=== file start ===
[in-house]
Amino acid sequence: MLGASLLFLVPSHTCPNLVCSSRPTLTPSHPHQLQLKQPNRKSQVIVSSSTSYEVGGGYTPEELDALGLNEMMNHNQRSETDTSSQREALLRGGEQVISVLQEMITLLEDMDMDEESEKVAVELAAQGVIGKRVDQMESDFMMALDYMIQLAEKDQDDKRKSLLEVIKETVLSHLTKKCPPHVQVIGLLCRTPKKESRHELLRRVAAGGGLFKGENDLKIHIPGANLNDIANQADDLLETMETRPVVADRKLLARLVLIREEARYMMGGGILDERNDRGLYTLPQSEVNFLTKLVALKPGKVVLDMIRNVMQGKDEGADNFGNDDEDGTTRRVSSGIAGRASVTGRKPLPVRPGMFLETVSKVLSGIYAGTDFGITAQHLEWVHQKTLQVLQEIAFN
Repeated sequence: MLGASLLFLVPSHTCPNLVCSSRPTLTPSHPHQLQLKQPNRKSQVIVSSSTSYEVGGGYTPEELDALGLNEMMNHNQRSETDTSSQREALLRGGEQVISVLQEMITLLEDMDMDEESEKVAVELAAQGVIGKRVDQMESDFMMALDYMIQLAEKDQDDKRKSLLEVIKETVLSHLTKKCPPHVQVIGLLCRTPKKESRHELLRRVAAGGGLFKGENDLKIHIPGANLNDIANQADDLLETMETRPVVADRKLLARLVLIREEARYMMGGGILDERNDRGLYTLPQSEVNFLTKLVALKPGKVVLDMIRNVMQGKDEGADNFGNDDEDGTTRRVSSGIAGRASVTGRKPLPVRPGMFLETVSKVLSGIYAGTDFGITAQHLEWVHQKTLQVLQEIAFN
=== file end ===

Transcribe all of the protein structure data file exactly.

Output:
[in-house]
Amino acid sequence: MLGASLLFLVPSHTCPNLVCSSRPTLTPSHPHQLQLKQPNRKSQVIVSSSTSYEVGGGYTPEELDALGLNEMMNHNQRSETDTSSQREALLRGGEQVISVLQEMITLLEDMDMDEESEKVAVELAAQGVIGKRVDQMESDFMMALDYMIQLAEKDQDDKRKSLLEVIKETVLSHLTKKCPPHVQVIGLLCRTPKKESRHELLRRVAAGGGLFKGENDLKIHIPGANLNDIANQADDLLETMETRPVVADRKLLARLVLIREEARYMMGGGILDERNDRGLYTLPQSEVNFLTKLVALKPGKVVLDMIRNVMQGKDEGADNFGNDDEDGTTRRVSSGIAGRASVTGRKPLPVRPGMFLETVSKVLSGIYAGTDFGITAQHLEWVHQKTLQVLQEIAFN
Repeated sequence: MLGASLLFLVPSHTCPNLVCSSRPTLTPSHPHQLQLKQPNRKSQVIVSSSTSYEVGGGYTPEELDALGLNEMMNHNQRSETDTSSQREALLRGGEQVISVLQEMITLLEDMDMDEESEKVAVELAAQGVIGKRVDQMESDFMMALDYMIQLAEKDQDDKRKSLLEVIKETVLSHLTKKCPPHVQVIGLLCRTPKKESRHELLRRVAAGGGLFKGENDLKIHIPGANLNDIANQADDLLETMETRPVVADRKLLARLVLIREEARYMMGGGILDERNDRGLYTLPQSEVNFLTKLVALKPGKVVLDMIRNVMQGKDEGADNFGNDDEDGTTRRVSSGIAGRASVTGRKPLPVRPGMFLETVSKVLSGIYAGTDFGITAQHLEWVHQKTLQVLQEIAFN